By Anne Kozak
BAR HARBOR — Despite the five-week government shutdown earlier this year, insufficient funding and traffic issues over the Fourth of July, Acadia National Park is positively addressing issues and moving toward solutions.
That was the message from Friends of Acadia Board Chair Anne Green, President David MacDonald, Conservation Director Stephanie Clement and Acadia superintendent Kevin Schneider at last week’s annual meeting of the nonprofit that supports the park.
The four rescues on the Fourth of July and the need to close many portions of the park that weekend underscore the fact that that, if the visitor experience and natural and cultural resources are to be protected, implementing the transportation plan released this spring is pivotal, said Schneider.
Both Green and Schneider noted the importance of MacDonald’s becoming president of the national Friends Alliance. His election to that role reflects how highly respected MacDonald and FOA are among friends’ groups nationally, but also recognizes the multiple initiatives FOA has successfully undertaken to ensure the success of Acadia, Green said.
MacDonald thanked Green for agreeing to lead FOA for another two years and acknowledged the work of the 25 board members.
He attributed the accomplishments of the past year to an “amazing,” supportive staff and the commitment of FOA’s partners.
The board and staff have developed a strategic plan to guide the organization for the next 5-10 years, he said, a plan that depends on all its members if FOA is to continue to be innovative and collaborative in tackling Acadia’s challenges.
Grants and program support increased from $1,829,316 in 2017 to $2,241,857 in 2018. Of this total, $2,026,597 supported programs in Acadia. Of the $215,260 in grants to community projects, $199,136 was allocated to the Island Explorer, which last year transported 624,076 passengers.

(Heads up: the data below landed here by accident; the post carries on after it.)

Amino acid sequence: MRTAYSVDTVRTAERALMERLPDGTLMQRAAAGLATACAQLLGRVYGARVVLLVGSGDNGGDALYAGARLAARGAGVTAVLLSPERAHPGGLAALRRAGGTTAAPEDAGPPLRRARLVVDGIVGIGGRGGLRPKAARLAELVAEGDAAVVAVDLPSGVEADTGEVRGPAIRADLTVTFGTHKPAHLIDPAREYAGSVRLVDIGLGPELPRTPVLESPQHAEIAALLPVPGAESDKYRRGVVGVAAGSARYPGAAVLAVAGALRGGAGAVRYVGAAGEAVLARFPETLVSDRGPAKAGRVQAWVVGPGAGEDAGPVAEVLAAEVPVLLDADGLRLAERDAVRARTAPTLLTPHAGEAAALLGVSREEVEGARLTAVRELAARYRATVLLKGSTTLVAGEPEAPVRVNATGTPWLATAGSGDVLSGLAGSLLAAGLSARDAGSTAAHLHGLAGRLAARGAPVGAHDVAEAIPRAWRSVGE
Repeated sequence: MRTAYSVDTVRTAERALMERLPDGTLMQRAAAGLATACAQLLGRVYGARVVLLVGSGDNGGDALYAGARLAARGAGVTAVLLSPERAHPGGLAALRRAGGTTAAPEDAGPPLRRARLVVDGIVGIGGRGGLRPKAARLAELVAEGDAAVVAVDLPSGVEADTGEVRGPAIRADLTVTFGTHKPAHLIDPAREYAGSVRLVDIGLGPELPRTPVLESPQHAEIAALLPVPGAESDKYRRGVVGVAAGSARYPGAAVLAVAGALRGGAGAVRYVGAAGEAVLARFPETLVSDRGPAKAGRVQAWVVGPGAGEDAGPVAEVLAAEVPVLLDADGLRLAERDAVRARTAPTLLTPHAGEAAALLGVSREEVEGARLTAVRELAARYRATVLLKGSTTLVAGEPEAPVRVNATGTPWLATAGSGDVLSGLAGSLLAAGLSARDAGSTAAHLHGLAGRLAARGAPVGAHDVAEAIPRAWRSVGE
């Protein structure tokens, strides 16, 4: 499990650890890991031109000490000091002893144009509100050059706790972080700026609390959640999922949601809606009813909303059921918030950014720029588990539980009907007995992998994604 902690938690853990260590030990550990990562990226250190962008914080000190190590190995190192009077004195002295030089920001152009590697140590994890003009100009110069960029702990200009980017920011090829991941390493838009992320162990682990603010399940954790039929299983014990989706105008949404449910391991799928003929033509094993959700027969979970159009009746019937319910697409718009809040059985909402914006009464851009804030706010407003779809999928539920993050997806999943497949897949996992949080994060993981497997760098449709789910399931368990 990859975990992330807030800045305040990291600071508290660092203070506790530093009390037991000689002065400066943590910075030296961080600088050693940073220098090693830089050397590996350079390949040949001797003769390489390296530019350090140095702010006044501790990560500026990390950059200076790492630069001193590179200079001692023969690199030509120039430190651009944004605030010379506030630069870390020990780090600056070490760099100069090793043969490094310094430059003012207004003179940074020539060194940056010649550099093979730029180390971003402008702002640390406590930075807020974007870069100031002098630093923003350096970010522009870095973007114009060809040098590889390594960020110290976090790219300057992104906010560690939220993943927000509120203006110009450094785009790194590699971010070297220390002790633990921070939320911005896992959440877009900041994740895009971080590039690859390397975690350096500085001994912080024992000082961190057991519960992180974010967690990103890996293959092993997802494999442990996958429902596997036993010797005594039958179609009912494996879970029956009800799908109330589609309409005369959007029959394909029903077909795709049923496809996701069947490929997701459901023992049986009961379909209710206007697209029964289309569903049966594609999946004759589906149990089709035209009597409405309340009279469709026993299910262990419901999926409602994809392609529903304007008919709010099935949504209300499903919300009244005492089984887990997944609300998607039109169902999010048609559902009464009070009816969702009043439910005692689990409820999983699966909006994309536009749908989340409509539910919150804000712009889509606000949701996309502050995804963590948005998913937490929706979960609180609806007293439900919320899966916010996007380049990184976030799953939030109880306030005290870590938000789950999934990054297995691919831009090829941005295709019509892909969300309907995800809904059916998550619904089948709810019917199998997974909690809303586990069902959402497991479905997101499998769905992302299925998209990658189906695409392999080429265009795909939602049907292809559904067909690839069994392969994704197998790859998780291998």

In 2018, the park and other partners continued the Wild Acadia collaboration, Clement said in her report, restoring ecological integrity to the Cromwell Brook watershed. The group is now beginning work on the Marshall Brook watershed.
With support from FOA, Canon U.S.A. and the park service, volunteers and staff under the leadership of park biologist Jesse Wheeler surveyed 1,112 acres for invasive plants and managed 26 high priority invasive plant species at 91 sites.
With funding from FOA and others, park staff repaired winter damage on carriage roads, restored four historic vistas and worked with volunteers and the Acadia Youth Conservation Corps to remove stones, vegetation and debris from drains along the carriage roads.
In addition to grooming carriage roads for cross-country skiing, more than 1,400 other volunteers contributed 9,474 hours to help maintain trails and carriage roads.
In its effort to cultivate “tomorrow’s stewards,” FOA expanded its efforts to foster appreciation of nature and particularly of Acadia National Park. These programs included a workshop for teachers to develop curricula for outdoor classrooms in Tremont, Southwest Harbor, Trenton and Swan’s Island, and transportation grants that allowed 588 students to participate in the Schoodic Educational Adventure, an overnight residential program.
FOA’s advocacy work included playing a key role in fostering discussion and understanding of the park’s transportation plan, ensuring that Maine remains part of an interstate partnership to reduce ground-level ozone and working with the Congressional delegation and others to highlight the park’s $65 million backlog of deferred maintenance projects.
Greene, MacDonald and Schneider all thanked outgoing board members Cookie Horner, Jan Karst and Meredith Moriarty for their years of service and welcomed two new board members, Julie Banzhaf-Stone and David Katona.
FOA’s Public Service Award went to Alan Farnsworth, who retires this fall after 28 years working on Acadia’s carriage roads. The Conservation Colleague Award went to the Acadia Corporation which donates 2 percent of its sales from the Bar Harbor shops. The Excellence in Volunteerism Award was given to the volunteers who maintain the Wild Gardens of Acadia at Sieur de Monts.
The Marianne Edwards Distinguished Service Award went to Judy Hazen Connery and Bruce Connery for their work in protecting Acadia’s natural and cultural resources. The first woman biologist at Acadia, Judy began working in 1984 and retired in May; Bruce began working in the park in 1993 and retired early this winter.